The greatest threat to American democracy comes from the right. But the left must reckon with its own radicalization.
This is an important conversation. Political violence does not advance a cause. My personal feeling is if Antifa types had not hijacked the BLM protests over the murder of George Floyd, Biden's margin of victory would have been even larger and perhaps the democrats would not have lost seats in the house.
For the first time, I find myself deeply disappointed by one of these posts. The author in his effort to identify the (real) issue of disorganized violence on the left - as opposed to mass organized and condoned violence on the right - both overstates his thesis, and muddily misrepresents it. He seems to be conflating "random assholes" with the thing we call antifa; then acknowledges that antifa isn't actually an organization or entity, but is "more than an idea"...
If we want to have an honest discussion about leftwing tendencies to violence, let's at least put it in perspective. We can go back to 1999 for an inflection point, and consider "The Battle of Seattle" and the WTO riots, for instance. Has the level of violent action (or the percent of fringe who support it) increased? Decreased? Stayed level?
You can't talk about the current situation on the left without at least some longer view of how we got here. I hope this community and this author are ready for more rigorous thinking on this topic, and a more honest investigation of what is a concerning, but relatively minor and reactionary cultural challenge.
"For nonwhite small-business owners whose livelihoods have been destroyed by looters, violent left-wing protests have not produced a just new world." - What about the white small business owners? Do not all the torched small business owners matter?
And the list of alleged causes of violence . . . "pitiless social pressures online; soaring inequality and the economic malaise that followed the 2008 financial crash; an opioid epidemic; a worsening climate crisis; the acidification of political discourse during the Trump era; and now the pandemic." reminds me of the much believed 'poverty causes violence' trope. If this were true Appalachia would be a leading hotbed of violence.
How about including in the list that Antifa (and other radical groups) provide excitement and a sense of communal purpose, and that climate change et al. is mostly retrograde justification?
These people are anarchists and, as such, reject politics at every level. They seem to draw mainly disaffected college students, aging white hipsters and assorted low-lifes. Undoubtedly, a number of these self-proclaimed anti-fascists are free-lance or paid (by law enforcement) agents provocateurs. A more sophisticated BLM would isolate them from legitimate protesters, call an official pre-dusk end to all protests, dismiss the crowds, and organize volunteers to act as human barriers against night-time looting and burning. Last summer several people were killed in back-to-back BLM demonstrations (Portland and Kenosha). The perpetrators and victims were all white. Any mass movement has to protect itself not just against police raids but against manipulators and instigators within their own ranks.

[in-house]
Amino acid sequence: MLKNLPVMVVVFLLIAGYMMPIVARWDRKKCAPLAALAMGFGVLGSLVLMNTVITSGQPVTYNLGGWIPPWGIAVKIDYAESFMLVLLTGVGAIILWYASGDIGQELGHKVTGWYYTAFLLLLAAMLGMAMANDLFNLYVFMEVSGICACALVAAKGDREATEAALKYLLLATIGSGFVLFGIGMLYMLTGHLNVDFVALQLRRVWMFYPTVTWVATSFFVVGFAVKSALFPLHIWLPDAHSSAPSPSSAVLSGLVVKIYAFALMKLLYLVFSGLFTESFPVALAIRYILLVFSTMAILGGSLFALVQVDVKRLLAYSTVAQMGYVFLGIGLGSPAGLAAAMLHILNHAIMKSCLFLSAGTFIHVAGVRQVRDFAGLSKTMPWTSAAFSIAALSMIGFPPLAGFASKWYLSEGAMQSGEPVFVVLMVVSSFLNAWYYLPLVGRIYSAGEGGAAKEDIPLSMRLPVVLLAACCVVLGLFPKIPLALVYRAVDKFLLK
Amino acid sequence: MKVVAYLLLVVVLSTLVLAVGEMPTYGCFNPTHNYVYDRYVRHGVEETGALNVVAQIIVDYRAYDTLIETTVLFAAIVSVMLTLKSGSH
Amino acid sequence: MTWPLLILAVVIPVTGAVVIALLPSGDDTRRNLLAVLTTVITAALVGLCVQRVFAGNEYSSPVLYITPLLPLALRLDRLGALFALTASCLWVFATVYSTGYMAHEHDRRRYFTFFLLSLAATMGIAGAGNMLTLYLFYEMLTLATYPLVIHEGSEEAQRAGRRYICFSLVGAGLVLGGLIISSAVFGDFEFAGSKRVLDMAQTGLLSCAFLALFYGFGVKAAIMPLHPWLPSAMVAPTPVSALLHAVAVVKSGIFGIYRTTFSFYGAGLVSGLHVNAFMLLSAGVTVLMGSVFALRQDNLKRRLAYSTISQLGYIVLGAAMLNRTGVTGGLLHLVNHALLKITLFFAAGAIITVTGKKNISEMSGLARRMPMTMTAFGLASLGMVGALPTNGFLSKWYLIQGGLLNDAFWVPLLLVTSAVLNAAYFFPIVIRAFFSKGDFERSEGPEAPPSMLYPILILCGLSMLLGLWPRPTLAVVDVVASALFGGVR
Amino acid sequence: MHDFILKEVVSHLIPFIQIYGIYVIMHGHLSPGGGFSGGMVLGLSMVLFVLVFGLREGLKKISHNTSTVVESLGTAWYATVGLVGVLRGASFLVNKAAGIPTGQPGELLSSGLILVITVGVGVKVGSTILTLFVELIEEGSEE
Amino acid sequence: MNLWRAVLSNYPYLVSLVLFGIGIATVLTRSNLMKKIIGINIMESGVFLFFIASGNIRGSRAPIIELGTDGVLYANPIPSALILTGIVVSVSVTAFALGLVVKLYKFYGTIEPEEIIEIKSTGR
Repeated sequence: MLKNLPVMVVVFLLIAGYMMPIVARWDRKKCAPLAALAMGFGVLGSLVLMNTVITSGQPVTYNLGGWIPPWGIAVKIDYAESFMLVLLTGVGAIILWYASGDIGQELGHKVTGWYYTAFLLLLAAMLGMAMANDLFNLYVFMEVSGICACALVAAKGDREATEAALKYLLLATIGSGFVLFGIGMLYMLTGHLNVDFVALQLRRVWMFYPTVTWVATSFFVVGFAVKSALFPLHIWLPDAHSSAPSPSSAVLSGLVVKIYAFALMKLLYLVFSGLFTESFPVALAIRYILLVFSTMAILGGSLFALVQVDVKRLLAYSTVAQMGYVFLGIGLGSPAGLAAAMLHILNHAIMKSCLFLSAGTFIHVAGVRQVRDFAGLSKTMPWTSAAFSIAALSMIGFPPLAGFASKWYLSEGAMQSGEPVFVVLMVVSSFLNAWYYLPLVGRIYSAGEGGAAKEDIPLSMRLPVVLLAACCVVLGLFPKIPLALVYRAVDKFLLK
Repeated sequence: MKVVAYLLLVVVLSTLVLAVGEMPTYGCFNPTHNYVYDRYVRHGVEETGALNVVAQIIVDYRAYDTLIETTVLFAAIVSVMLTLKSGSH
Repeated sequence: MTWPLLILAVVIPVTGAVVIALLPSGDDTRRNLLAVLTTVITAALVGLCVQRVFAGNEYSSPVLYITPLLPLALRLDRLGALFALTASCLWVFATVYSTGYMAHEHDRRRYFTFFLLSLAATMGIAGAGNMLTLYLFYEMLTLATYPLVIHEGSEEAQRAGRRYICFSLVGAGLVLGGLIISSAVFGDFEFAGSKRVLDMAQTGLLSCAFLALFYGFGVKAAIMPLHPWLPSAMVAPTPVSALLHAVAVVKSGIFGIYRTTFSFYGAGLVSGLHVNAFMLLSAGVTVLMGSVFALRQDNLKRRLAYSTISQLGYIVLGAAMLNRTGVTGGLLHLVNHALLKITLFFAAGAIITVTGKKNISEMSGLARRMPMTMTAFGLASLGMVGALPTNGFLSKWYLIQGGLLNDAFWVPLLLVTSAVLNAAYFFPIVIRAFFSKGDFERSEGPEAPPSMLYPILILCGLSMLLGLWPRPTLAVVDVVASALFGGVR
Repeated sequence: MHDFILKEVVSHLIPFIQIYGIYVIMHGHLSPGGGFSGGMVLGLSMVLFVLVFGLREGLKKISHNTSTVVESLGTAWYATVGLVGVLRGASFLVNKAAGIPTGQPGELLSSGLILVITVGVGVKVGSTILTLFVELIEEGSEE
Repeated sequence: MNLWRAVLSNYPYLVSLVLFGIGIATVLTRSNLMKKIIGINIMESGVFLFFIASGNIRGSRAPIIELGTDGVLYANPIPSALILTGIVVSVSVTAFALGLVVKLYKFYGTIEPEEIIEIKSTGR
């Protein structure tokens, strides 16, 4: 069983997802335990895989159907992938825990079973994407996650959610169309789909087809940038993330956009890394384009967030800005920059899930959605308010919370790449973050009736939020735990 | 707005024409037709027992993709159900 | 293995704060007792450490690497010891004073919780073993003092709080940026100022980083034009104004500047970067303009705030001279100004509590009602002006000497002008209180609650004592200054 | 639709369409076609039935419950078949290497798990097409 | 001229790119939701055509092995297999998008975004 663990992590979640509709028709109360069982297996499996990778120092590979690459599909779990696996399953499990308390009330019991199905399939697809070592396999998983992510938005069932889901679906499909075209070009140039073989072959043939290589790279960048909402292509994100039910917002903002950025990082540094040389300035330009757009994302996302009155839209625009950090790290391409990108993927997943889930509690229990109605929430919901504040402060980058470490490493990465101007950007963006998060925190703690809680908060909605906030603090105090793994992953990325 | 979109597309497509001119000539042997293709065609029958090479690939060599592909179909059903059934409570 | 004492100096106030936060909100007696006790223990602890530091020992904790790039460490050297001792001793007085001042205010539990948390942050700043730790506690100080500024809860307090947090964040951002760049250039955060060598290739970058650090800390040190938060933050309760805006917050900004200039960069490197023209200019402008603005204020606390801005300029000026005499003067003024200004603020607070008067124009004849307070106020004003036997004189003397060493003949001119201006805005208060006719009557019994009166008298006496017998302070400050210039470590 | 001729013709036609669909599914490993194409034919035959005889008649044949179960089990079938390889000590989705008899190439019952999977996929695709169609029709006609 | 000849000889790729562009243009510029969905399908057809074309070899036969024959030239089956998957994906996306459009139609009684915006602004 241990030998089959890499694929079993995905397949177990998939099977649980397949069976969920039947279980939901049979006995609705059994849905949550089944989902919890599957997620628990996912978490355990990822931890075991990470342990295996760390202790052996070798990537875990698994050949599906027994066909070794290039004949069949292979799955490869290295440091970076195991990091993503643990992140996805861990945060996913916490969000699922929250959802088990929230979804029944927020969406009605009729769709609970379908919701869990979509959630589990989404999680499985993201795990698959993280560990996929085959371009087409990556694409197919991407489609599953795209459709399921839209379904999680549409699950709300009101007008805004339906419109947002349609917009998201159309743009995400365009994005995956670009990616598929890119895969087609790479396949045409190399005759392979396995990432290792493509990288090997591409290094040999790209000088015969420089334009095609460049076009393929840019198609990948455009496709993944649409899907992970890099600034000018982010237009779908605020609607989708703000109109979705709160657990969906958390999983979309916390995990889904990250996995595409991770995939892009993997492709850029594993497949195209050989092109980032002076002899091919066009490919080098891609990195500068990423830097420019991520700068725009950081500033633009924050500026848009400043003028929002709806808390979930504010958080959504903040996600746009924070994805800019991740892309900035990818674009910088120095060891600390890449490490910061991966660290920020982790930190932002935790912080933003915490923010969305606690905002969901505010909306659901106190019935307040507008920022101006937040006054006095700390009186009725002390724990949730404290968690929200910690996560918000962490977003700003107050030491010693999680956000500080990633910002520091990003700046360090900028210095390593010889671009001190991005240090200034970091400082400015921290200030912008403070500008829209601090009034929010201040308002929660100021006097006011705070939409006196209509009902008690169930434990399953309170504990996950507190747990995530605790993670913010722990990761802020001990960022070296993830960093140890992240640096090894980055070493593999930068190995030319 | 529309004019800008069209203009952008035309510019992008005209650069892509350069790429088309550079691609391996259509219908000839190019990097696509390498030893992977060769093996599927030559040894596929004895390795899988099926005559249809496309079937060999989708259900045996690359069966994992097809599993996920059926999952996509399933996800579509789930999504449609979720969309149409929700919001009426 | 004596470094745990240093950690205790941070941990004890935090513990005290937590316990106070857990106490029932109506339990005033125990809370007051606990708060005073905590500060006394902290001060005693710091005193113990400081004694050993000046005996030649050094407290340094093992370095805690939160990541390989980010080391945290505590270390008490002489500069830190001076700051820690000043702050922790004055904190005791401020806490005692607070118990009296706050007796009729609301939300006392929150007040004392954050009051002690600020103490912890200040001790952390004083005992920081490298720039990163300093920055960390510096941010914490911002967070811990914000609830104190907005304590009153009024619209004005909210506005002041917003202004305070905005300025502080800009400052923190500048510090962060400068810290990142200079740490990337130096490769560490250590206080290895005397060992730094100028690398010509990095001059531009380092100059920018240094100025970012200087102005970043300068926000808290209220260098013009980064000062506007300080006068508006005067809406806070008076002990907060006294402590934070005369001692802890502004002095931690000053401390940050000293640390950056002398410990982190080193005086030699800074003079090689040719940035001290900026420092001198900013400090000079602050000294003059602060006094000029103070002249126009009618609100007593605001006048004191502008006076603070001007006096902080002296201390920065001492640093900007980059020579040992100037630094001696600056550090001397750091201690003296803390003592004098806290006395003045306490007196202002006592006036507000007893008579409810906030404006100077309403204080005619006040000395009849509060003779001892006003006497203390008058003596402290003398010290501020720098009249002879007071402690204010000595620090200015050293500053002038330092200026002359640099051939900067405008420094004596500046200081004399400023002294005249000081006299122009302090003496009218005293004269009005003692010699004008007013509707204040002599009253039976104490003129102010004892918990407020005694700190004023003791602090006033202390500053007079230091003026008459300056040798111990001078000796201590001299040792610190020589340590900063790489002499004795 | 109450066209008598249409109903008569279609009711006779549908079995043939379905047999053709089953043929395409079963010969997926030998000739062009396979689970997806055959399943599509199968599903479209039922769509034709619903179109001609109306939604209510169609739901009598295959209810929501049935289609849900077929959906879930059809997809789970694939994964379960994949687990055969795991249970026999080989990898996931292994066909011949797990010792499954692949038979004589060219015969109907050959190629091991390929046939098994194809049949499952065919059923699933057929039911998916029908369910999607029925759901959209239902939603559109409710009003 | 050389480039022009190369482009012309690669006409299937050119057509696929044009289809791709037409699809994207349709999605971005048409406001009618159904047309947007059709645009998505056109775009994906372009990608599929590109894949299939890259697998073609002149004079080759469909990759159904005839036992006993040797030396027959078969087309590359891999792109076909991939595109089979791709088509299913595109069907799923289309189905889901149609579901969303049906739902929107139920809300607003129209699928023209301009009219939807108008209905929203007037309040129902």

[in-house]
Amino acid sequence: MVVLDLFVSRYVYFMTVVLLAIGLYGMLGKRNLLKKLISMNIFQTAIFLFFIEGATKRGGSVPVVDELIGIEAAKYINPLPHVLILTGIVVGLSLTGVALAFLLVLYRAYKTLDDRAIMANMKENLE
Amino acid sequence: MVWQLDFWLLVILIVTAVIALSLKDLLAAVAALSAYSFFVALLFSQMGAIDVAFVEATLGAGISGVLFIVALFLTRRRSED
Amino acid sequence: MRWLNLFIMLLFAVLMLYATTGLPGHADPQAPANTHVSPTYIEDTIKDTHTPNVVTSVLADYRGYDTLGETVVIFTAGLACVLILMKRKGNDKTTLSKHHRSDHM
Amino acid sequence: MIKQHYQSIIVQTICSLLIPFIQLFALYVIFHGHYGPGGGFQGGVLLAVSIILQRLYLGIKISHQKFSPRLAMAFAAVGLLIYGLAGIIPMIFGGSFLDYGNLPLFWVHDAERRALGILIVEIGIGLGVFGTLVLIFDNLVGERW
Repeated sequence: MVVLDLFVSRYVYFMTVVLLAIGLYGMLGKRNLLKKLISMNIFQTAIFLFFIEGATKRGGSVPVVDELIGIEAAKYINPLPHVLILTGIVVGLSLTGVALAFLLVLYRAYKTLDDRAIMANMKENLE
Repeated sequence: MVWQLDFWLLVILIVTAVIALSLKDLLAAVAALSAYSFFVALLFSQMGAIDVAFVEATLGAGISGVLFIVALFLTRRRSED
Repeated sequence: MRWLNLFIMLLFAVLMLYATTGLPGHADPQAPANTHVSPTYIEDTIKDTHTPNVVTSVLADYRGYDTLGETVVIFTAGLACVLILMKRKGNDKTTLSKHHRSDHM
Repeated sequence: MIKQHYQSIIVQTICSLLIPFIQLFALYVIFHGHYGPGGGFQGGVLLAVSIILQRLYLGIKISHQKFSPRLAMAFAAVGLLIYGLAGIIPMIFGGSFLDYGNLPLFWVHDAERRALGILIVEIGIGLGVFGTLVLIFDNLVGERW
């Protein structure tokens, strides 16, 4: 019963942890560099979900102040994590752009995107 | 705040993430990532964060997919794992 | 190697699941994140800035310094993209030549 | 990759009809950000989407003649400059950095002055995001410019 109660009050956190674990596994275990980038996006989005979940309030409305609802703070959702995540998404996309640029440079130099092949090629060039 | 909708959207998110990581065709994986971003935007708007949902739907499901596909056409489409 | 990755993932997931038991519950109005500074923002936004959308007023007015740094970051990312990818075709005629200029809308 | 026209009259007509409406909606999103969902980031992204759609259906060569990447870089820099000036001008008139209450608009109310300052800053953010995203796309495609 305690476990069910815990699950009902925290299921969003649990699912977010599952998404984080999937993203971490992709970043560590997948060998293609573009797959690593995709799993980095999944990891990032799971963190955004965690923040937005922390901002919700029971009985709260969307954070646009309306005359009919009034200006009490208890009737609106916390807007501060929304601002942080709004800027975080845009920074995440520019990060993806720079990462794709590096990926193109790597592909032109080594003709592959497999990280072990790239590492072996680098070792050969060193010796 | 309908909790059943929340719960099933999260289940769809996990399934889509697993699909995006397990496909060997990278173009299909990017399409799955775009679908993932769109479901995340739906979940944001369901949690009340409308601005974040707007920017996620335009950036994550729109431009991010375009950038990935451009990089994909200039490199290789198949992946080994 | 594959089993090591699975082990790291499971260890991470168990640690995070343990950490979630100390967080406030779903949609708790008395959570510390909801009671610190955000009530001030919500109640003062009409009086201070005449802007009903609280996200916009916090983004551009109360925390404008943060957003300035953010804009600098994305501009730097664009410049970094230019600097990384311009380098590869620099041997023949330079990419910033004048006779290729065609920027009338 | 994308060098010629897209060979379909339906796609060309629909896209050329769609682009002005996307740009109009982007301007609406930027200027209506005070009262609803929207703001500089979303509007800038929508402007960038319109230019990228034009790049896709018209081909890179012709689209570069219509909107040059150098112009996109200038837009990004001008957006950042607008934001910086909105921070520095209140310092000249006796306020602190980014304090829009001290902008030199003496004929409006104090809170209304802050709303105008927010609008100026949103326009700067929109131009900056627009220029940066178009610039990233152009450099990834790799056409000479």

I’m a little late to the party, but... I see one similarity between agitators on the left and right. Both seem to adhere to the “We are ungovernable!” slogan, refusing to accept established authority. As another reader who resides in the middle of Seattle, I wonder if there are actually rules that can be enforced. (Presumably) Anfifa disrupters continue to block traffic whenever and wherever, gather forces to prevent the city from reclaiming the park at the center of the autonomous zone, break windows and plaster the city with graffiti. I don’t really know why they are allowed to continue.
Ever since WTO, anarchists show up at other people’s protests and taunt police. The ongoing protests of 2020 have led them to develop more organization, but organizing anarchists is always a tricky business, and fractures ensue. As for their demands, I’m sure that if Seattle abolished its police force, we’d face other demands that would keep the protests alive. These folks don’t want to solve anything; they just want to disrupt. Our elected officials come from another world and don’t have strategies for ending this.
It’s disheartening. I tend to agree with the author: Antifa is real. And it’s violent. But I would add that Antifa’s success at being ungovernable is an serious challenge.